It's true that the Land of Fire and Ice gets its nickname from being covered in thick sheets of ice and its volatile volcanoes, but thanks to all the strangeness this country has to offer, Iceland could also be described in a number of different ways.
1. The Land of Magic and Wonder
Europe's most remote country has a rich history of peculiarity. For starters, most Icelanders truly believe that fantastical beings like trolls, elves, and fairies live among them. What is even more bizarre is that human inhabitants believe in the supernatural powers so much that they will do almost anything to avoid getting on their bad side. Elf spotters are hired to identify where people can develop settlements without disturbing the mythical creatures. Weirdly enough, engineers will reroute roads, pipelines, and cables to avoid the invisible dwellings, even if it costs them time and money. Though it may seem absurd to foreigners, this logic is based on countless tales of people who ignored the warning of the elves and were met with mysterious illnesses or unforeseen injuries. Even those who don't fully believe in trolls tend to abide by the elusive beings' rules, just to be on the safe side.
The most famous trolls are the Yule Lads, the 13 sons of Grýla who devours children if they misbehave. Each troll is named after its most notable characteristic, like Spoon-Licker, Door-Slammer, and Sausage-Swiper. Although the Yule Lads were originally shifty characters, ranging from mere tricksters to homicidal slaughterers, they are now depicted in a more benevolent role comparable to Santa Claus. Depending on the child's behavior, they leave either gifts or rotten potatoes for children during Christmas. Located in the town of Stokkseyri is a museum called Icelandic Wonders dedicated to the history of elves and trolls. Reportedly, tourists who visit can stay at the lodge for free if they volunteer to dress up as trolls to scare visitors.
2. The Land of the Putrid and Unconquerable
When it comes to acquired tastes, Vegemite is to Australia as Rotten Shark is to Iceland. The food formally known as hákarl is made from the meat of a sleeper shark that has been fermented and hung to dry for four to five months. The meat must be consumed rotten instead of fresh because prior to the fermentation process, the meat of the sleeper shark is poisonous. The fresh meat, which has a high content of urea and trimethylamine oxide, only proves that sharks can kill you even after they die. Though a common attraction due to its traditional value, it's been cited that visitors will involuntarily gag on the first attempt to eat it due to its ammonia-rich smell. Even world-renowned chef Anthony Bourdain described hákarl as "the single worst, most disgusting and terrible tasting thing" he has ever eaten. Nevertheless, hákarl remains a popular dish for being deeply rooted in Icelandic viking history. Clearly, those guys really were as tough as they seemed.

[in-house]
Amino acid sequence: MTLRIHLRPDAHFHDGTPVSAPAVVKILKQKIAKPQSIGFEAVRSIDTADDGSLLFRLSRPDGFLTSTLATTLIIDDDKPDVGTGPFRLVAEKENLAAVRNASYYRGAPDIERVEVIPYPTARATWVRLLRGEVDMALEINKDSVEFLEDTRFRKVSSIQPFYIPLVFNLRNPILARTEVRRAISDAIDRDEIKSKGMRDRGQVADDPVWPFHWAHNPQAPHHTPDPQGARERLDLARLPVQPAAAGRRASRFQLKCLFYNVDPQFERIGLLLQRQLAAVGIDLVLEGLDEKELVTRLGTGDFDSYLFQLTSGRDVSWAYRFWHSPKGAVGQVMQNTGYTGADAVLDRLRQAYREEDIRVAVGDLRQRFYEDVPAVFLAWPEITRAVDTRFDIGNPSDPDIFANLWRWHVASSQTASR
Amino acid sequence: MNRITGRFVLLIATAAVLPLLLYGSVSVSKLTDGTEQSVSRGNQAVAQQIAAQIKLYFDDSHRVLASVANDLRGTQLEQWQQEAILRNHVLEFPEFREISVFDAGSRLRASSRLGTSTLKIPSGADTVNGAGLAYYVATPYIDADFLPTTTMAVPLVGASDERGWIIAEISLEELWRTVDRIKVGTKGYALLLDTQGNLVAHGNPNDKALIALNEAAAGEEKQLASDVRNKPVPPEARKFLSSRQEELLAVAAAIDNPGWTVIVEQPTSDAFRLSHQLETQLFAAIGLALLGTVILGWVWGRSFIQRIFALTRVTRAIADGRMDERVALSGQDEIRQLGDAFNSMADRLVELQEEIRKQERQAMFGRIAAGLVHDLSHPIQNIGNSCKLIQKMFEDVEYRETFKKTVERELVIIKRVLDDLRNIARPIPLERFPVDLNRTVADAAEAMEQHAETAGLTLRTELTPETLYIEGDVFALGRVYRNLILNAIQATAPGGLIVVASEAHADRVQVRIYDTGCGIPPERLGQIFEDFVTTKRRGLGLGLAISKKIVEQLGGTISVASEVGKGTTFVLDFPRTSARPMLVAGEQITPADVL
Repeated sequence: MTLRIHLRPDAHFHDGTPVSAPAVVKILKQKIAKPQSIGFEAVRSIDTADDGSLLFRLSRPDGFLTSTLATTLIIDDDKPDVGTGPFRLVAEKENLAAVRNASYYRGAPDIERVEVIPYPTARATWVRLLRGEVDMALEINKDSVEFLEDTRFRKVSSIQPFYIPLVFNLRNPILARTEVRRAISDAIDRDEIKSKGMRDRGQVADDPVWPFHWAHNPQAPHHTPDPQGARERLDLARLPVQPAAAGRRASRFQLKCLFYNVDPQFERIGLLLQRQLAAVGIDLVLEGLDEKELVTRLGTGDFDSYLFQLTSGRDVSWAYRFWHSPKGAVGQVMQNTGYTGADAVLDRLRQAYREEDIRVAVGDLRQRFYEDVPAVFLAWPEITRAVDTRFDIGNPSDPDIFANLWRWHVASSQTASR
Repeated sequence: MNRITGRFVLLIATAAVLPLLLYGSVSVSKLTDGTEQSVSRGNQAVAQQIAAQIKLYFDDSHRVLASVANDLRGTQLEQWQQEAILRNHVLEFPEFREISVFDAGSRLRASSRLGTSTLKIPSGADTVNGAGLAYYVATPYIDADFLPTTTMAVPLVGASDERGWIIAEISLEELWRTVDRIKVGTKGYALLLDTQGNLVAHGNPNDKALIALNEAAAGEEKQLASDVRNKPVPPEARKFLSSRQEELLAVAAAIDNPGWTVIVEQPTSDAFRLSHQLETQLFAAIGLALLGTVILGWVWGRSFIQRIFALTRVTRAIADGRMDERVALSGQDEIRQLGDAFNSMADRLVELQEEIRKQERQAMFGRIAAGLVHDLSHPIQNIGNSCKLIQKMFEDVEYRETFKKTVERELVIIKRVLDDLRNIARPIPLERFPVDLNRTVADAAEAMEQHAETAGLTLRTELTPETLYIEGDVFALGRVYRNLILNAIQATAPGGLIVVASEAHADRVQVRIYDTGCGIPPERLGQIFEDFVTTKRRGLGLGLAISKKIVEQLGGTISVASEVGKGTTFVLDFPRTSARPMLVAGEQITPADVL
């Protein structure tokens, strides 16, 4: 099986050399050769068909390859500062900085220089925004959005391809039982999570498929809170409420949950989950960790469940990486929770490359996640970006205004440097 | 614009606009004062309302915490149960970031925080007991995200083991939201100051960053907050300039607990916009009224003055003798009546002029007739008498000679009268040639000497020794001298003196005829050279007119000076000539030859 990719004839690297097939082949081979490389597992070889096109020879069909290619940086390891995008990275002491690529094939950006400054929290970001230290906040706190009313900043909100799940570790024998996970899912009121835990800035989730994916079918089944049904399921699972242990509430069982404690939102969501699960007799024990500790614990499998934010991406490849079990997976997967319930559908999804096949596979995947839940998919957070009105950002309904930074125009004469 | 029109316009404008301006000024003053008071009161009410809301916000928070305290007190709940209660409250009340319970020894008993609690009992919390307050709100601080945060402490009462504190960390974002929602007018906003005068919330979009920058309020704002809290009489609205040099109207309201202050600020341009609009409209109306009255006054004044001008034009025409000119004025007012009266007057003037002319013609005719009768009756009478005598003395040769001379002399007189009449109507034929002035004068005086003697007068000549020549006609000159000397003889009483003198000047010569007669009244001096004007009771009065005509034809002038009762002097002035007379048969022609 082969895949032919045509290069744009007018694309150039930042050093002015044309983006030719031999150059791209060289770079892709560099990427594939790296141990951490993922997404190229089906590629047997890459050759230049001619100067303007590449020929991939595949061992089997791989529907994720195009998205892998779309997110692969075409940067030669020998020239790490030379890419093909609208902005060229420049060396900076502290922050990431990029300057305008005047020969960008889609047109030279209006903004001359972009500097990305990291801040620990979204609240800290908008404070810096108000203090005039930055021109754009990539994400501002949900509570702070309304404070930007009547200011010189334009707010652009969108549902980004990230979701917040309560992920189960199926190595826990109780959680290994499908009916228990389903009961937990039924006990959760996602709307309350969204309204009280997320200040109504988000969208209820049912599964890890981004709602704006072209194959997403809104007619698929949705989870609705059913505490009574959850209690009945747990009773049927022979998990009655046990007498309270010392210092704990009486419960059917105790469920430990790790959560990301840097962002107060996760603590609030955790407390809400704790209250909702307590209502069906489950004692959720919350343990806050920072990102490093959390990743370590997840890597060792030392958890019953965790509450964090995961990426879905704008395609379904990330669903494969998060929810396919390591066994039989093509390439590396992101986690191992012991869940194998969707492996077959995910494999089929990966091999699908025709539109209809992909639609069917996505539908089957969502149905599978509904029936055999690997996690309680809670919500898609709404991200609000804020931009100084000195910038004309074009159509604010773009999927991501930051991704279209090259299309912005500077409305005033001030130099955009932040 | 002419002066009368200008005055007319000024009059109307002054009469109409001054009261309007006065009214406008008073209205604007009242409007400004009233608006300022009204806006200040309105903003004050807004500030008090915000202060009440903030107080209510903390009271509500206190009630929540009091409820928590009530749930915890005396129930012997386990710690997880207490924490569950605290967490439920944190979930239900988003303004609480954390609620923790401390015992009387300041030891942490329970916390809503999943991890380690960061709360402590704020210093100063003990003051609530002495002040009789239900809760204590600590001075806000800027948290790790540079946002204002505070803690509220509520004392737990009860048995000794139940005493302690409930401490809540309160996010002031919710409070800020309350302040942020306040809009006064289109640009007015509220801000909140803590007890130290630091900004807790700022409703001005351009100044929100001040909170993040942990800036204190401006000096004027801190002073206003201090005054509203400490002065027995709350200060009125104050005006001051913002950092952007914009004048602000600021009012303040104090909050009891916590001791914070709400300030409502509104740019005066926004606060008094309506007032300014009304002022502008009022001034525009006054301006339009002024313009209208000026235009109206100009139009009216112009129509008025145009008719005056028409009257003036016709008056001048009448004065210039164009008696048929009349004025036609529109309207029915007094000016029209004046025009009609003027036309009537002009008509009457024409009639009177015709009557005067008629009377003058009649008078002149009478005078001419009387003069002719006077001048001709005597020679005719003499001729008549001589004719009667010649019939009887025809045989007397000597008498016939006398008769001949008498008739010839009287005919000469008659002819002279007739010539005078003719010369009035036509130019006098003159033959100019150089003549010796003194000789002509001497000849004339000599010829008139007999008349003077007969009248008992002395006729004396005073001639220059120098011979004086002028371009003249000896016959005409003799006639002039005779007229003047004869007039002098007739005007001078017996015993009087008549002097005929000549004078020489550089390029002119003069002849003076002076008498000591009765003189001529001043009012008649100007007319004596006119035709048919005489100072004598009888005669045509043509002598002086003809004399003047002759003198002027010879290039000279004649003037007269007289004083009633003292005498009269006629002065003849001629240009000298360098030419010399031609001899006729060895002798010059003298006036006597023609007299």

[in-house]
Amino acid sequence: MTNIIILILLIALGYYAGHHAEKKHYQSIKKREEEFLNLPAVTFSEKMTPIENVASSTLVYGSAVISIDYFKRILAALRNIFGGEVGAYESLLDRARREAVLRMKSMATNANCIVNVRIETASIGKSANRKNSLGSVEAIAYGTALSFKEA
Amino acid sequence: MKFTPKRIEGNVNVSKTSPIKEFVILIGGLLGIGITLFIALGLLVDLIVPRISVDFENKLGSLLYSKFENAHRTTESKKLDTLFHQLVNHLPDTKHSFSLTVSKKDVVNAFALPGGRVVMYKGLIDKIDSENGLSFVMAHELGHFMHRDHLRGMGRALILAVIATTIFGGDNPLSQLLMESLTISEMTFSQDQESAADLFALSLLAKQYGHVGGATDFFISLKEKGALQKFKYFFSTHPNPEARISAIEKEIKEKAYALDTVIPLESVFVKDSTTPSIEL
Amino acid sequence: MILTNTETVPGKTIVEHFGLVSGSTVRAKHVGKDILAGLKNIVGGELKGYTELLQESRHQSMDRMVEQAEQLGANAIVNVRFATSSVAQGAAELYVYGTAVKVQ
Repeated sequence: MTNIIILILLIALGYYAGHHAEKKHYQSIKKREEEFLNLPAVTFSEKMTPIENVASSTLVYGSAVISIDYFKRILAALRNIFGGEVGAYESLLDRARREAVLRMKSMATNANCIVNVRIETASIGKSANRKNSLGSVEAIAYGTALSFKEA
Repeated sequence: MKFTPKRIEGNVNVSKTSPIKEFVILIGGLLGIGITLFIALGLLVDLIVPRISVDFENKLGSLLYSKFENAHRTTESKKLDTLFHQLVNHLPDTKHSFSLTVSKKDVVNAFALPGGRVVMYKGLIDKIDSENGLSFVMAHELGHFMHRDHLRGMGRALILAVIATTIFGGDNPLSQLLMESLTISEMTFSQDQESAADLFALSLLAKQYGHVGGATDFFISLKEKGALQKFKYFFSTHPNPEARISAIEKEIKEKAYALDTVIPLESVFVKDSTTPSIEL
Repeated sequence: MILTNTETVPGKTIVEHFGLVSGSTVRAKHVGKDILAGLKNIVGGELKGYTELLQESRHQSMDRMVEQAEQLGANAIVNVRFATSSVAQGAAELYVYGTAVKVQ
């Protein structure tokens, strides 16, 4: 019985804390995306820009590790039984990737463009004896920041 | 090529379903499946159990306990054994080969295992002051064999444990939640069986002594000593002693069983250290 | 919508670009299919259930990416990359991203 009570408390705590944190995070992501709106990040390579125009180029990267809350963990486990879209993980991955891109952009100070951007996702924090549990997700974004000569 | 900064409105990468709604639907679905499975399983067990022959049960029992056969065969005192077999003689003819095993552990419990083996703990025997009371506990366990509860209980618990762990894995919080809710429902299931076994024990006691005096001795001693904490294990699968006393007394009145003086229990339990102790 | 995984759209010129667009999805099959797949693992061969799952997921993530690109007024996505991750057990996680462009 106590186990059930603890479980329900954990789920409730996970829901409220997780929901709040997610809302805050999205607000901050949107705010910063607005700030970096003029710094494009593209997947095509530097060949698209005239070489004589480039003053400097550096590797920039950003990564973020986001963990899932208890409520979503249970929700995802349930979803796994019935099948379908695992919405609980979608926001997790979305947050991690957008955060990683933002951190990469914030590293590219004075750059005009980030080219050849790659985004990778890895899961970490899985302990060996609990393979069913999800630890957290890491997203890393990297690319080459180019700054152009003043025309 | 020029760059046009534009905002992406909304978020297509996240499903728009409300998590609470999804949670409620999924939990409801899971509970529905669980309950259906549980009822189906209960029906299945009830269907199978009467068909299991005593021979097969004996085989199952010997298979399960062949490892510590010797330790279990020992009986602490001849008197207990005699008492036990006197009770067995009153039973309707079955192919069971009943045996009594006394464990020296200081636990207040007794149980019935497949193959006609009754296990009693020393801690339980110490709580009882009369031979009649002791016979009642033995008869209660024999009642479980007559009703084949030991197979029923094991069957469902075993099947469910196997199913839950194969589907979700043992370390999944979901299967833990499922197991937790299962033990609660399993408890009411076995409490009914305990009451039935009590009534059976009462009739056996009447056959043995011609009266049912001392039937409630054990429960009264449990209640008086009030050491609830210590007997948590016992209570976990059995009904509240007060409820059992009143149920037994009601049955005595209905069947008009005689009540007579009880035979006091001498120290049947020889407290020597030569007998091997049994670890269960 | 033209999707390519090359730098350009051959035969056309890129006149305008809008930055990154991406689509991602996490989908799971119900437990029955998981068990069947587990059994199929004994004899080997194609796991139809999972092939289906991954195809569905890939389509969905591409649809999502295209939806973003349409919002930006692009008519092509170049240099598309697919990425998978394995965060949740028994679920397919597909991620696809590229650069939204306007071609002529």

3. The Land of the Small and Strong
Icelanders are also very proud of the Icelandic Horse, which is the only breed in the country and one of the purest in the world. Though their fascinating strength, stamina, and endurance are what let these horses survive the harsh weather in the country, it's really their size that leaves an impression. Despite being referred to as horses, their average height is a mere 52 to 56 inches, which is most often considered pony size. There are many theories as to why breeders and breed registries are adamant on not calling them ponies, however. One suggests that the animal's spirited temperament and personality deserves the larger label, while another suggests it is due to their ability to carry one-third of their body weight that classifies them as horses.
So whether or not you believe in mischievous elves, love the taste of ammonia soaked fish, and identify with a tiny horse carrying a big punch, one can agree that Iceland has some of the most unique attributes of any country in the world. Adventurers need not look further because there is never a dull moment in the Land of Weird and Awesome.